April is National Humor Month, so that provides a reason to notice that God can be found through humor and laughter too, as these posts and excerpts remind us.
Humor and Spiritual WisdomListen to an interview with Nikolaas Sintobin, SJ, author of Jesuits Telling Jokes.
A Spirituality of the Present MomentThis excerpt from Jesuits Telling Jokes starts with a joke.
Fruits of the SpiritBecky Eldredge shares a humorous exchange with one of her children.
Encounter in an AirportJane Knuth finds a reason to laugh while she waits at the airport.
Finally, Jake Martin, SJ, is a Jesuit comedian and author of What’s So Funny about Faith? He writes:
I’d come up in a tradition of comedy that believed in unflinching truth: I believed that humor did not have to be manufactured or invented but rather came from our honest appraisals of our own lives and the lives of those around us. Being a Jesuit was such a huge component of who I was that it seemed uncomfortable to talk around it. Still, my announcement that I was studying to be a priest had met with some pretty lukewarm responses from audiences in the past. Heading to New York that weekend, I was resolute that I would not mention it, that I was a comic like everyone else, and that, just as many of them never mentioned their day jobs in their acts, neither did I have to mention mine, however enormous and consuming that “day job” might be.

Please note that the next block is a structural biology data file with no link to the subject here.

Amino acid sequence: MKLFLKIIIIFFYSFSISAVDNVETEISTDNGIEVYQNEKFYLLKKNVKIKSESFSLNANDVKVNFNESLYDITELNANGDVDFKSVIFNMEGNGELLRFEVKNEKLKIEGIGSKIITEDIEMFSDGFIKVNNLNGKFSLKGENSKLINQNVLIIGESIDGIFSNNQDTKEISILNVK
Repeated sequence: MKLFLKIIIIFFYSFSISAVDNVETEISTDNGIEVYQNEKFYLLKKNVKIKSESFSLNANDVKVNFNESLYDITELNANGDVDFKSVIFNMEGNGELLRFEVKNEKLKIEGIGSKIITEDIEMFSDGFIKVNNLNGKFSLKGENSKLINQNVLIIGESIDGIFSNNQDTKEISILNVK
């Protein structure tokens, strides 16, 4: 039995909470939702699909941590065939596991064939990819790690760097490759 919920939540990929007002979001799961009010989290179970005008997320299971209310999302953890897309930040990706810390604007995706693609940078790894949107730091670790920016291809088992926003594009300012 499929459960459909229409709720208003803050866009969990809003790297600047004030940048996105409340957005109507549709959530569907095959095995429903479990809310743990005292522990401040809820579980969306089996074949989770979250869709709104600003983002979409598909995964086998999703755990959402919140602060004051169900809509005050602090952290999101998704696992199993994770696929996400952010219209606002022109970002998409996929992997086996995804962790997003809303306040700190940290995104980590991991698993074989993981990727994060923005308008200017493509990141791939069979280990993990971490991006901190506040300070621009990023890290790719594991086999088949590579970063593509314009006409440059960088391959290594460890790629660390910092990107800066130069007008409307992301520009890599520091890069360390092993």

. . . As the emcee called my name, I still had very little idea of what exactly I’d do. But I did say a little prayer as I walked toward the stage, a very little prayer. “Help me,” said a very small voice deep from within. And as I began my set, it occurred to me that like everything else with comedy, it was not what you said but how you said it that made all the difference. It all depended on timing and delivery.
If I said my set was perfect, I’d be lying. It was too sloppy for me. I rushed through the last minute because I had such a good response to my talking about being a Jesuit—but comedy is not math and is not entirely reliant on precision. It is the most pragmatic of art forms, and at the end of the day the only thing that matters is if the audience laughed. I told the truth, the whole truth, and they laughed. They laughed!
Find a good excuse to laugh today and share the joy.